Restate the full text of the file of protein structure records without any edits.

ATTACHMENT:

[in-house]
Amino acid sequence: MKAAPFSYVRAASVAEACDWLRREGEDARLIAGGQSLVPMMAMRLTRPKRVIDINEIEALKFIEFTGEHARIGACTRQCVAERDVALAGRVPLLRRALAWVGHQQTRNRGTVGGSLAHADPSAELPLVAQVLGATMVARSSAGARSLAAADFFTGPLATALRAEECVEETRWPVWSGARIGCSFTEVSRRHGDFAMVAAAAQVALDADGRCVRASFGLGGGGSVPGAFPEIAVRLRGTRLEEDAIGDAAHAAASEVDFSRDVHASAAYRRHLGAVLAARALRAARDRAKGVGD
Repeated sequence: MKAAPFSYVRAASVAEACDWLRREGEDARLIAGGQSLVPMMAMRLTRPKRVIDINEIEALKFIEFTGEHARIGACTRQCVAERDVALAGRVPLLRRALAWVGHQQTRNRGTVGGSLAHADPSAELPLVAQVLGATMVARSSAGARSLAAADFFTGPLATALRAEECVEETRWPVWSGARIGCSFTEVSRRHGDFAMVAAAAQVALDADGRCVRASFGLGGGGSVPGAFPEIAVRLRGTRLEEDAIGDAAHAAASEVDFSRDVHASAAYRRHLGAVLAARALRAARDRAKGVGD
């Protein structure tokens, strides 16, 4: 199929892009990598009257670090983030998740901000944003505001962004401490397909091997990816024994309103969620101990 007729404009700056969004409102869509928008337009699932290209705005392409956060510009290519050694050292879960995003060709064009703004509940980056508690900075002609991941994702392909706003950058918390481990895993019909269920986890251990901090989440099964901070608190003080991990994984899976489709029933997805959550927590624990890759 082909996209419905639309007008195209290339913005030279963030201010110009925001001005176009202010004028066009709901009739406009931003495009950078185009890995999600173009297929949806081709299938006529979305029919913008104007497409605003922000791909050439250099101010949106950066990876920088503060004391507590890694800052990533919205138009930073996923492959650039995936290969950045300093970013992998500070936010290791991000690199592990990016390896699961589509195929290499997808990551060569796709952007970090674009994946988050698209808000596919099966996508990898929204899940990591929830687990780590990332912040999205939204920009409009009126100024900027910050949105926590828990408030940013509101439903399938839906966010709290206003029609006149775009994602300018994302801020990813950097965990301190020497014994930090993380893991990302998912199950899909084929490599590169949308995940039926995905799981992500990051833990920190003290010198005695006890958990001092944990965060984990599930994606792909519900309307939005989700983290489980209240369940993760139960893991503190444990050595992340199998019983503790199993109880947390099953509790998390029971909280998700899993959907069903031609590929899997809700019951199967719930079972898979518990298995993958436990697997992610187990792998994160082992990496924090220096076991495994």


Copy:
[in-house]
Amino acid sequence: MKAAPFSYVRAASVAEACDWLRREGEDARLIAGGQSLVPMMAMRLTRPKRVIDINEIEALKFIEFTGEHARIGACTRQCVAERDVALAGRVPLLRRALAWVGHQQTRNRGTVGGSLAHADPSAELPLVAQVLGATMVARSSAGARSLAAADFFTGPLATALRAEECVEETRWPVWSGARIGCSFTEVSRRHGDFAMVAAAAQVALDADGRCVRASFGLGGGGSVPGAFPEIAVRLRGTRLEEDAIGDAAHAAASEVDFSRDVHASAAYRRHLGAVLAARALRAARDRAKGVGD
Repeated sequence: MKAAPFSYVRAASVAEACDWLRREGEDARLIAGGQSLVPMMAMRLTRPKRVIDINEIEALKFIEFTGEHARIGACTRQCVAERDVALAGRVPLLRRALAWVGHQQTRNRGTVGGSLAHADPSAELPLVAQVLGATMVARSSAGARSLAAADFFTGPLATALRAEECVEETRWPVWSGARIGCSFTEVSRRHGDFAMVAAAAQVALDADGRCVRASFGLGGGGSVPGAFPEIAVRLRGTRLEEDAIGDAAHAAASEVDFSRDVHASAAYRRHLGAVLAARALRAARDRAKGVGD
């Protein structure tokens, strides 16, 4: 199929892009990598009257670090983030998740901000944003505001962004401490397909091997990816024994309103969620101990 007729404009700056969004409102869509928008337009699932290209705005392409956060510009290519050694050292879960995003060709064009703004509940980056508690900075002609991941994702392909706003950058918390481990895993019909269920986890251990901090989440099964901070608190003080991990994984899976489709029933997805959550927590624990890759 082909996209419905639309007008195209290339913005030279963030201010110009925001001005176009202010004028066009709901009739406009931003495009950078185009890995999600173009297929949806081709299938006529979305029919913008104007497409605003922000791909050439250099101010949106950066990876920088503060004391507590890694800052990533919205138009930073996923492959650039995936290969950045300093970013992998500070936010290791991000690199592990990016390896699961589509195929290499997808990551060569796709952007970090674009994946988050698209808000596919099966996508990898929204899940990591929830687990780590990332912040999205939204920009409009009126100024900027910050949105926590828990408030940013509101439903399938839906966010709290206003029609006149775009994602300018994302801020990813950097965990301190020497014994930090993380893991990302998912199950899909084929490599590169949308995940039926995905799981992500990051833990920190003290010198005695006890958990001092944990965060984990599930994606792909519900309307939005989700983290489980209240369940993760139960893991503190444990050595992340199998019983503790199993109880947390099953509790998390029971909280998700899993959907069903031609590929899997809700019951199967719930079972898979518990298995993958436990697997992610187990792998994160082992990496924090220096076991495994």